I was quite excited to find the pier at Oxo Wharf open for wandering down, although I think it’s usually open and it’s just that they’ve been working on it before now when I’ve been past. Anyway, it meant I could get further out from the South Bank and have a go at some photos of the Oxo Tower itself. As you can see, still not entirely resolved the overexposure issue, but given that this was a low light situation with one bright spot it was sort of inevitable. And by this point I had actually switched back to Evaluative Metering again, so it’s possible that other metering modes would have been more successful. But meanwhile, not a bad zoom into the tower itself with just the 18-55!
I haven’t really worked out how to take photos of random strangers without looking creepy, but I wasn’t the only one by the skatepark and the skaters themselves didn’t seem remotely bothered – well of course they wouldn’t be, it must come with the territory. Just as well, because I intend to go back at some point and try some different photos there. As for these, they sealed my delight with the new camera. It was a dark area underneath the lovely concrete monstrosity that is the South Bank Centre, and being handheld I wasn’t expecting to get a lot from it, especially with the skaters constantly moving through the frame which could have thrown off all sorts of readings. But apparently none of these issues presented a problem, and the image stabilisation on the lens dealt with any wobbles incredibly well.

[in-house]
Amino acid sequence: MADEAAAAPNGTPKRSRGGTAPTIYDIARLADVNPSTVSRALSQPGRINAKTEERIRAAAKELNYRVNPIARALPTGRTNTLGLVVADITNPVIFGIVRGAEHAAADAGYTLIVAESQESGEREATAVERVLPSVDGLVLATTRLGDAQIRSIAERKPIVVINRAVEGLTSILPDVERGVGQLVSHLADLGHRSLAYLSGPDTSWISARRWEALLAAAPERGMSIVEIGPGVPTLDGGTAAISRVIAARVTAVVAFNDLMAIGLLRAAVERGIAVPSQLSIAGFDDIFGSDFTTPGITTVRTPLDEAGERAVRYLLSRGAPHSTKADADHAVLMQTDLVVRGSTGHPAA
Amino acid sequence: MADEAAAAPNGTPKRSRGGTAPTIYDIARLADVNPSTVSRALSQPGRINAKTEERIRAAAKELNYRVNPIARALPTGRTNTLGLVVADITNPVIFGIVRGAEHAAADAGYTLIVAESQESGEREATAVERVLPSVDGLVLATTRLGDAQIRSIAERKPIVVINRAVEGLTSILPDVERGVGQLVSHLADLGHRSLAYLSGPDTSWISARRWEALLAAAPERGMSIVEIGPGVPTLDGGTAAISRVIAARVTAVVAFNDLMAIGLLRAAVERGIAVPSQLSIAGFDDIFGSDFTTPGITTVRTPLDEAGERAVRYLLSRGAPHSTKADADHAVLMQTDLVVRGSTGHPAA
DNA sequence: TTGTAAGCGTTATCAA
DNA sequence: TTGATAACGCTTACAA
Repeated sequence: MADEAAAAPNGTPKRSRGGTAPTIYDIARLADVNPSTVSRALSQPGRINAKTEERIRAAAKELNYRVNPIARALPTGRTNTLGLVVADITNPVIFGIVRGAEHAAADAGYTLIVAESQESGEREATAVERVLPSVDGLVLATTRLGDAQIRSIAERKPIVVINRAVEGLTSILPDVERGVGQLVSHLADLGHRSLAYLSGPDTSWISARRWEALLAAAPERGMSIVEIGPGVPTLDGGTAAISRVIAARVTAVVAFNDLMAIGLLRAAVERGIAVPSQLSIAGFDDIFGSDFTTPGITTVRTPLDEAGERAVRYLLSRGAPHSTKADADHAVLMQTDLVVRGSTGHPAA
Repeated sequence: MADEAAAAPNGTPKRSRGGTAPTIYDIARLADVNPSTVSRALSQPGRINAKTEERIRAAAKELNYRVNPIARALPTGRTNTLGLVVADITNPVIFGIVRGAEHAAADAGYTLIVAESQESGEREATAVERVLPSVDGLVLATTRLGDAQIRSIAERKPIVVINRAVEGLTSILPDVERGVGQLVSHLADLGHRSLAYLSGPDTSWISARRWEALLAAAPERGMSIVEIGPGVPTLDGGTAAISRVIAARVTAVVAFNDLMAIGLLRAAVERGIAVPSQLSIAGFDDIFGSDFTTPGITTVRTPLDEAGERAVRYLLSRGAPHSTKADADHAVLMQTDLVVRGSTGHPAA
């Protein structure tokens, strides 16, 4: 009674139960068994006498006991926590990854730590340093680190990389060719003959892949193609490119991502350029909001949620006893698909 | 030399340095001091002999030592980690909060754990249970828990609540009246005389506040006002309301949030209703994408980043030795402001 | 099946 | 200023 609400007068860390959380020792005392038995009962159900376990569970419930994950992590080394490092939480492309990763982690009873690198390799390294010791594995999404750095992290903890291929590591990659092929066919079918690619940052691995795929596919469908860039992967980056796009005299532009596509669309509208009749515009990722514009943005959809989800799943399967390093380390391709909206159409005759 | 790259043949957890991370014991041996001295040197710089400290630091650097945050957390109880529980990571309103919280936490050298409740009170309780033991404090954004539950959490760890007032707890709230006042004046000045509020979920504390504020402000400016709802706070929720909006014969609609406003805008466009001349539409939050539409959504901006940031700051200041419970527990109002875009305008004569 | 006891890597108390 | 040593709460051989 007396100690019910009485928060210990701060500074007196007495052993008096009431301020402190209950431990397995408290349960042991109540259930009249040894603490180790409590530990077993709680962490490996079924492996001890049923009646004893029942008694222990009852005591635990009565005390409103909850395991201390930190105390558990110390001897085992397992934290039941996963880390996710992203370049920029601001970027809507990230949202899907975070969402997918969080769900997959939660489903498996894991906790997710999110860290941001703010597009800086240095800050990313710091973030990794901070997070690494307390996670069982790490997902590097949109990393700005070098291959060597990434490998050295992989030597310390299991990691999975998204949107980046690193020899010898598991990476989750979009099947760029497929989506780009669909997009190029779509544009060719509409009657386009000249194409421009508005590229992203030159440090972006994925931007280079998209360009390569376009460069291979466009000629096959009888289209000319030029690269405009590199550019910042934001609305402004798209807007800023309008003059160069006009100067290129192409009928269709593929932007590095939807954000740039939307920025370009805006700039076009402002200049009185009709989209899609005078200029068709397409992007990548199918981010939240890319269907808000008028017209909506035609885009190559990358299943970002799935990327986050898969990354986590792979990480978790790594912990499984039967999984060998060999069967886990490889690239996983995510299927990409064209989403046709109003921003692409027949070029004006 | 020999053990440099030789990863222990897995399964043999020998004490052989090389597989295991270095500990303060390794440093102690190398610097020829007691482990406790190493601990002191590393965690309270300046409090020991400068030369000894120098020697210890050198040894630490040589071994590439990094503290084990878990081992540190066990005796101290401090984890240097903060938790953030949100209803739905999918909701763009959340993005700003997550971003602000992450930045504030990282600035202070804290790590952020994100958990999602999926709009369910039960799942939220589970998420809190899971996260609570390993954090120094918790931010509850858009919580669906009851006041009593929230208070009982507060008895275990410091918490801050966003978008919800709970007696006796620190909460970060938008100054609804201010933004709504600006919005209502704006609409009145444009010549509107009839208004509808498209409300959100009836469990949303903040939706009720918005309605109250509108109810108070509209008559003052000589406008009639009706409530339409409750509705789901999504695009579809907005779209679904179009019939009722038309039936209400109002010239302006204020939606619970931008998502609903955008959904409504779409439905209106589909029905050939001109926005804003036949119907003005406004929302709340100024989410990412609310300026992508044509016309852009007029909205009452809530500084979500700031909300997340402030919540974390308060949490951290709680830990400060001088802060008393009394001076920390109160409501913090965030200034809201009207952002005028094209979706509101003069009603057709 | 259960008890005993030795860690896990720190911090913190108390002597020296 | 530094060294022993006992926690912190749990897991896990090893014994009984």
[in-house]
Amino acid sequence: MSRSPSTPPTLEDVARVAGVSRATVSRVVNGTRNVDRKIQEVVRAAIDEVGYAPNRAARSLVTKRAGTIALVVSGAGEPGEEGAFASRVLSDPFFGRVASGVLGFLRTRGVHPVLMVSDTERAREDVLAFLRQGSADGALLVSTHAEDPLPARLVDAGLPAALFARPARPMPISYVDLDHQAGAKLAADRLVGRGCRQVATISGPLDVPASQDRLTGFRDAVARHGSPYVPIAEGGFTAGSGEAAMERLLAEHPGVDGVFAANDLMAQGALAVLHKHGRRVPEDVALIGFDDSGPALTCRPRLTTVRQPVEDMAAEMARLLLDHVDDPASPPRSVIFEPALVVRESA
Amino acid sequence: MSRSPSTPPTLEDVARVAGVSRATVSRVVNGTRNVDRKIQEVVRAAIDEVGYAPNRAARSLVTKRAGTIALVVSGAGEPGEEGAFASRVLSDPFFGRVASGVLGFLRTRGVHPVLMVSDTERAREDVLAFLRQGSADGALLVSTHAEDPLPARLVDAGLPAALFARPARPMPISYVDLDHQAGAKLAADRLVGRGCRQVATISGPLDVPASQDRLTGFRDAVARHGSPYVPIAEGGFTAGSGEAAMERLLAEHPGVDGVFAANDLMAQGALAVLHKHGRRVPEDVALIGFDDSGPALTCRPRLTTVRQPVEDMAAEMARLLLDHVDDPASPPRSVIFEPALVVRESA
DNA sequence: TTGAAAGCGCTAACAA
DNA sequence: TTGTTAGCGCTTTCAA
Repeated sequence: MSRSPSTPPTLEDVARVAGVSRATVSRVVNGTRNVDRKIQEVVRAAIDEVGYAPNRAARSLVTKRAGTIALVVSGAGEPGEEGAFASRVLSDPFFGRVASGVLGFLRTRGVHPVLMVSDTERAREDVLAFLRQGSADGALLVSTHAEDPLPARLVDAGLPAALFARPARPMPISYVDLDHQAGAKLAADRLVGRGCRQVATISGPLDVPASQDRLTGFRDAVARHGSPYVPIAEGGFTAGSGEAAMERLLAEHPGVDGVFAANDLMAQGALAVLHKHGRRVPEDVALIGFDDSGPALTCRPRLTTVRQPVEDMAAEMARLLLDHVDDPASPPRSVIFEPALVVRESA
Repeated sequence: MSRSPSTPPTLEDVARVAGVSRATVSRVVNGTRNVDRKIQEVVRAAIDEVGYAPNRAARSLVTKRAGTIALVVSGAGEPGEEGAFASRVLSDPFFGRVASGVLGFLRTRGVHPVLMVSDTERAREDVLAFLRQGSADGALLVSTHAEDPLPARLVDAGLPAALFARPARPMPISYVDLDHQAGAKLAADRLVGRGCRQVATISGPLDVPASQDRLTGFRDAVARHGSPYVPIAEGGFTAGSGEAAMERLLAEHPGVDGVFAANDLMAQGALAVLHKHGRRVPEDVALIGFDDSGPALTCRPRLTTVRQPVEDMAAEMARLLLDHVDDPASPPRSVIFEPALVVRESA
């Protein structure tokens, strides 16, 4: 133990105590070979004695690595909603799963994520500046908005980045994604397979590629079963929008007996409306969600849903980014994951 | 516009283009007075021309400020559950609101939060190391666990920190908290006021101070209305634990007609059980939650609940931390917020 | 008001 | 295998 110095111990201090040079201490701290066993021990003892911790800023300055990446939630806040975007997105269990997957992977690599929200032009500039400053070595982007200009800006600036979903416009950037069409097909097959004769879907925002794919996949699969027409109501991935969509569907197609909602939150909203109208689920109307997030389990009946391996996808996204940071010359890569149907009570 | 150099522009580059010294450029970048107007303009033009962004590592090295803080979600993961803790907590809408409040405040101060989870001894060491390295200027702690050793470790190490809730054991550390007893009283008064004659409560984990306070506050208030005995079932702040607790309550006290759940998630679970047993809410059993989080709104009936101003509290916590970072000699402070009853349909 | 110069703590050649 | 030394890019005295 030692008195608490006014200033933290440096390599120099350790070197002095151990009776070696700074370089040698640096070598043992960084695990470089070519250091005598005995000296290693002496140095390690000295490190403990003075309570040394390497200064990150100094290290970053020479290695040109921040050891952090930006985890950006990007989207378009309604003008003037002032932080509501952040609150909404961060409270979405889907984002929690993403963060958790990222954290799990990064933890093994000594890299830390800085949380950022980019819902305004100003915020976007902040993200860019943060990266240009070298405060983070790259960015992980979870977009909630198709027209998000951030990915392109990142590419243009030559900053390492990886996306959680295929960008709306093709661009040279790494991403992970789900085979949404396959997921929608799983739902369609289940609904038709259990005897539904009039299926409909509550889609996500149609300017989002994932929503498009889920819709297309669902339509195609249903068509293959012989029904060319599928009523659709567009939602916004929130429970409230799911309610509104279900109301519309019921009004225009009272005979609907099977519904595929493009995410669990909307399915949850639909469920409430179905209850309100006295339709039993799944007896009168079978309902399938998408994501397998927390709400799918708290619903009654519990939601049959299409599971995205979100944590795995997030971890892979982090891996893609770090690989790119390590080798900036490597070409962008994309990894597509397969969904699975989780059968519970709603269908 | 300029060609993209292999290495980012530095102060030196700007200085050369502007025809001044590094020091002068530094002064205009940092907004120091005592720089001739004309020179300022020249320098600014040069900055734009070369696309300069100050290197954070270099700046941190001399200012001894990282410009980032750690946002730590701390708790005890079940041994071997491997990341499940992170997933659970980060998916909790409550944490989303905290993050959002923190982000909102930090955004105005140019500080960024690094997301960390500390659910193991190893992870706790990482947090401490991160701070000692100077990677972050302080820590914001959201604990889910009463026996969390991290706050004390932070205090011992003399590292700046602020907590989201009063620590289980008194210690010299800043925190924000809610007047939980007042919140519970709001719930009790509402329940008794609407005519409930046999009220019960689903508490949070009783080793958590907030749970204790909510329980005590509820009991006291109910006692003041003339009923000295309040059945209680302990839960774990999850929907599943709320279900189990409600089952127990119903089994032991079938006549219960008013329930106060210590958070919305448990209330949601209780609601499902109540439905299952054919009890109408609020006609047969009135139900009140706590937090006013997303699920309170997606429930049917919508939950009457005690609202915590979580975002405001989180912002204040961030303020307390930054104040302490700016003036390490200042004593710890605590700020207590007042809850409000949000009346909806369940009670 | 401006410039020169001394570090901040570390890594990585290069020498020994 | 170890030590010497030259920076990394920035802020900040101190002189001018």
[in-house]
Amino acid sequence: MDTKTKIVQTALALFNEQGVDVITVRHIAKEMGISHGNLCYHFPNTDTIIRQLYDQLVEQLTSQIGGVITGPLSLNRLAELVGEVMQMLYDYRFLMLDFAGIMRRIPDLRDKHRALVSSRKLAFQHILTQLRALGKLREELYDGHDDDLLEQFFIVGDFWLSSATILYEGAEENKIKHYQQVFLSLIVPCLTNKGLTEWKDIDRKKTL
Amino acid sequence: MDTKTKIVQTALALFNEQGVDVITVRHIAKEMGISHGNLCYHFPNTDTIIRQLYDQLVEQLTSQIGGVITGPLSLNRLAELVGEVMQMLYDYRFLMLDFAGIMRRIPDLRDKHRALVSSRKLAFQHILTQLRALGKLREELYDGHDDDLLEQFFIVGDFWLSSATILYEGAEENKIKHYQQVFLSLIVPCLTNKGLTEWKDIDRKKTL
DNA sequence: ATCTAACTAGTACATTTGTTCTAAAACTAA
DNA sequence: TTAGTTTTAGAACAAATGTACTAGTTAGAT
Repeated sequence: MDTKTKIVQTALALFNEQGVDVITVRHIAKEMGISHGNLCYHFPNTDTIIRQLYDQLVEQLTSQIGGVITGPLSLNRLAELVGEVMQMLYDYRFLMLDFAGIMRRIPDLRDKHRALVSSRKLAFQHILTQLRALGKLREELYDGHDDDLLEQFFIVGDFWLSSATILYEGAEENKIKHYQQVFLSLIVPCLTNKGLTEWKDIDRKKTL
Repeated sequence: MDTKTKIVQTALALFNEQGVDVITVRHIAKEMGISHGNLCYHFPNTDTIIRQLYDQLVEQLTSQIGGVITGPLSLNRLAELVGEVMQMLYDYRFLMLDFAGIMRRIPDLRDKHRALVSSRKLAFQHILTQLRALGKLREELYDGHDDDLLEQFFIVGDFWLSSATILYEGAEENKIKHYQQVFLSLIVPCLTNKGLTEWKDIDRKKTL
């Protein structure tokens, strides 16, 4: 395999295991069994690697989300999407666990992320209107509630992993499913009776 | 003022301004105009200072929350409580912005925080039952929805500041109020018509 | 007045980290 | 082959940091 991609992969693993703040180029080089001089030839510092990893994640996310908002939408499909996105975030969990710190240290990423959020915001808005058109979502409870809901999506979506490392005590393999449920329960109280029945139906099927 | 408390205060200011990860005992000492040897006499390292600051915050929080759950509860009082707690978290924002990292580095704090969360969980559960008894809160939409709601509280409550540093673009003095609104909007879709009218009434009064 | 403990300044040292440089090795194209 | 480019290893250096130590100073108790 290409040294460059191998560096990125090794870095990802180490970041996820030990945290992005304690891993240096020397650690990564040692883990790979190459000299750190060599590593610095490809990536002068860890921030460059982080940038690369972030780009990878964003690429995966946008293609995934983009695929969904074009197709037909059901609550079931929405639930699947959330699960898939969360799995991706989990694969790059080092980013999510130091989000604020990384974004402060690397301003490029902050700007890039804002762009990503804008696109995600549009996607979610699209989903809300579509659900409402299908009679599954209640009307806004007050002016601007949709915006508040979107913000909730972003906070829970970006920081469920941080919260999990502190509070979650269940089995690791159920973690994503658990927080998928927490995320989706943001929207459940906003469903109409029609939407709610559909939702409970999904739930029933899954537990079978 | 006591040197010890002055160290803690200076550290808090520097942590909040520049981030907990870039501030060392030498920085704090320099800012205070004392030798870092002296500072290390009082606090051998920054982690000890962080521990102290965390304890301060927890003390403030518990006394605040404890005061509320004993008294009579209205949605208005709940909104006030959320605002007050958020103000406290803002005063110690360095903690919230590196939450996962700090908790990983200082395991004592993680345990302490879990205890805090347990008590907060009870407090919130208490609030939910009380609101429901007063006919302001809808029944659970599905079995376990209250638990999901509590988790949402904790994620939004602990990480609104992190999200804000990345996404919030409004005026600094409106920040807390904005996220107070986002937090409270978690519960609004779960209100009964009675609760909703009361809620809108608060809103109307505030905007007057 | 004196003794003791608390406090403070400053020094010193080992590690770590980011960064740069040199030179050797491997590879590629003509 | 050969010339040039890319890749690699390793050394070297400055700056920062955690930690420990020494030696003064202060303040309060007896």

Nothing like a high ISO to highlight light pollution. At present, I have the ISO set to Auto, which means it can go all the way up to 6400 – insane. This photo was taken at 3200, and to be honest, it’s too high for my liking. The grain is very obvious at full size, and I think I’d rather use a tripod or monopod and expose longer, however I can’t argue with a result for those times when you don’t want to haul around a small donkey with the contents of a camera shop on his back.
Yet another testament to the IS of the lens, this was taken as I leant against the railing of Hungerford Bridge for a bit of support but still, ultimately, handheld with a 2 second exposure. It would have looked great if the southbound traffic was moving too, however the traffic lights didn’t work like that – very inconsiderate.
I ended up in Trafalgar Square, and had apparently lost my steady hand by then as I tried quite a few longer exposure shots that just didn’t work as well as the previous one, no matter what I leaned on. IS can’t solve everything. Program mode still did the business though, and worked very well with the National Gallery being lit in the dark. Again, the sharpness is stunning, you can almost feel the texture of the stone columns.
At this point it was time to try and make myself look more like I belonged in a French restaurant than someone who had just walked a couple of miles in the cold, so the camera went back into it’s temporary case (a wooly hat) in my backpack. But I am very pleased with the Canon 60D and feel inspired to get out and about taking more photos, as per this year’s resolution.